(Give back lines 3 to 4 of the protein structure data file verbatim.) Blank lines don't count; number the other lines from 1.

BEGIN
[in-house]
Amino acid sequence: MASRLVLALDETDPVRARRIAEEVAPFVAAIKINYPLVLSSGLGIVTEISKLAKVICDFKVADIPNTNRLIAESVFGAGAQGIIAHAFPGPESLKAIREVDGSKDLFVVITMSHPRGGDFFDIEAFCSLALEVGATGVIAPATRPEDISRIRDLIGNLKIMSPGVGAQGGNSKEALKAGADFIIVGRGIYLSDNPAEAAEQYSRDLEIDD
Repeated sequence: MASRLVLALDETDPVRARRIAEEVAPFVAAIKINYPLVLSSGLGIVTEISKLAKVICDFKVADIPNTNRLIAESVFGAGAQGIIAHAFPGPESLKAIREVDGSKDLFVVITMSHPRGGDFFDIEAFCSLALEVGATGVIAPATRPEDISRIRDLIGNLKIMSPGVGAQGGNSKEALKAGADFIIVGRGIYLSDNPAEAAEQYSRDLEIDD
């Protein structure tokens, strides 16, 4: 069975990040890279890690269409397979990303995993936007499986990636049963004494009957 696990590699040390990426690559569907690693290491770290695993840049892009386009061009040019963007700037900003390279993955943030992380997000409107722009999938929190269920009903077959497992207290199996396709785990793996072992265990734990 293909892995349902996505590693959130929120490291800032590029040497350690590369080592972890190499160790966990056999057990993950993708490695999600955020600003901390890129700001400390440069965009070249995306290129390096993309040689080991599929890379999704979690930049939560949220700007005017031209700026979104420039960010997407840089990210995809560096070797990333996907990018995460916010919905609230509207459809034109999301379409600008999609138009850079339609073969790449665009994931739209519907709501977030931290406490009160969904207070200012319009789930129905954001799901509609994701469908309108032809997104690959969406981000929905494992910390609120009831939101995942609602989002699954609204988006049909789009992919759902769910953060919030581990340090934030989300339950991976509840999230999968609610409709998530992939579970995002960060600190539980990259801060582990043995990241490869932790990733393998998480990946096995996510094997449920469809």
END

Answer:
Repeated sequence: MASRLVLALDETDPVRARRIAEEVAPFVAAIKINYPLVLSSGLGIVTEISKLAKVICDFKVADIPNTNRLIAESVFGAGAQGIIAHAFPGPESLKAIREVDGSKDLFVVITMSHPRGGDFFDIEAFCSLALEVGATGVIAPATRPEDISRIRDLIGNLKIMSPGVGAQGGNSKEALKAGADFIIVGRGIYLSDNPAEAAEQYSRDLEIDD
């Protein structure tokens, strides 16, 4: 069975990040890279890690269409397979990303995993936007499986990636049963004494009957 696990590699040390990426690559569907690693290491770290695993840049892009386009061009040019963007700037900003390279993955943030992380997000409107722009999938929190269920009903077959497992207290199996396709785990793996072992265990734990 293909892995349902996505590693959130929120490291800032590029040497350690590369080592972890190499160790966990056999057990993950993708490695999600955020600003901390890129700001400390440069965009070249995306290129390096993309040689080991599929890379999704979690930049939560949220700007005017031209700026979104420039960010997407840089990210995809560096070797990333996907990018995460916010919905609230509207459809034109999301379409600008999609138009850079339609073969790449665009994931739209519907709501977030931290406490009160969904207070200012319009789930129905954001799901509609994701469908309108032809997104690959969406981000929905494992910390609120009831939101995942609602989002699954609204988006049909789009992919759902769910953060919030581990340090934030989300339950991976509840999230999968609610409709998530992939579970995002960060600190539980990259801060582990043995990241490869932790990733393998998480990946096995996510094997449920469809």